After months of bad headlines stemming from the hazing death of a band member and subsequent investigations into the school’s finances, Florida A&M University is now experiencing a steep decline in enrollment. The enrollment drop comes with its share of problems, but some university officials say it also has a bright side.
This year, the school will have 1200 fewer students, and a smaller freshman class is contributing to about a third of the dropoff. FAMU has been under pressure from the state to tighten up on who it accepts. But William Hudson, FAMU’s Student Affairs Vice President, says while there are fewer freshman, they are better prepared than in year’s past.
“At this point, I think the average GPA is a 3.2. Previously, it’s gone from a 3.0 and a 3.1. We’re going to try to increase our freshman enrollment with a better quality of students.”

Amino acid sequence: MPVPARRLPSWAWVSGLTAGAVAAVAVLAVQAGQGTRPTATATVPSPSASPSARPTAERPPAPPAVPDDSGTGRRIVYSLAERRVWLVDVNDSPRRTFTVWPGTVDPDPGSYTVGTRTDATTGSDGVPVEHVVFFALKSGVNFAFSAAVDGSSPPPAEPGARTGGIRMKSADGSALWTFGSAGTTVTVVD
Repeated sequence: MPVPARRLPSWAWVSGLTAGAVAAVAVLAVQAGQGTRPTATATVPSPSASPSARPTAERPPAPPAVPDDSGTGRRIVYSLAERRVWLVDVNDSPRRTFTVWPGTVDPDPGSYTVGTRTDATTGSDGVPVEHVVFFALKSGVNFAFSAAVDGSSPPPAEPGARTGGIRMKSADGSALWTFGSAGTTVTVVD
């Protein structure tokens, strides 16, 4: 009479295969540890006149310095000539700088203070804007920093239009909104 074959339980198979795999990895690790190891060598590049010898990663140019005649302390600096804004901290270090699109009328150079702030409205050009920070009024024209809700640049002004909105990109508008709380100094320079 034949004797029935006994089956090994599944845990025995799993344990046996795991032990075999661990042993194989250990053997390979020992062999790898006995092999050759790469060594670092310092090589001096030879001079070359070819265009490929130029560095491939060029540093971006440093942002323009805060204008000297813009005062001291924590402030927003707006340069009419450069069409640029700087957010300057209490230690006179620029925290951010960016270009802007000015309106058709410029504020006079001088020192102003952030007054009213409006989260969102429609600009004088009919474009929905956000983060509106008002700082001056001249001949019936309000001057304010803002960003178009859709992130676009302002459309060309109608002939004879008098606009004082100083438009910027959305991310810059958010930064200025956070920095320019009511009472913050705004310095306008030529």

FAMU is trying to increase passage rates on certification exams and lower the amount of time it takes for students to graduate. It hopes more qualified students will begin to move it in that direction.
“In some ways it signifies students’ preparedness for college, when they have higher high school GPA’s and they perform better on the SAT and ACT. It doesn’t necessarily mean they will perform at a higher level, it’s just an indicator that you may have students who are better prepared for the rigor of college," Hudson said.
But the school will have to work toward those goals with less money. Fewer students means less income from tuition which is now a primary funding source for FAMU due to state budget cuts.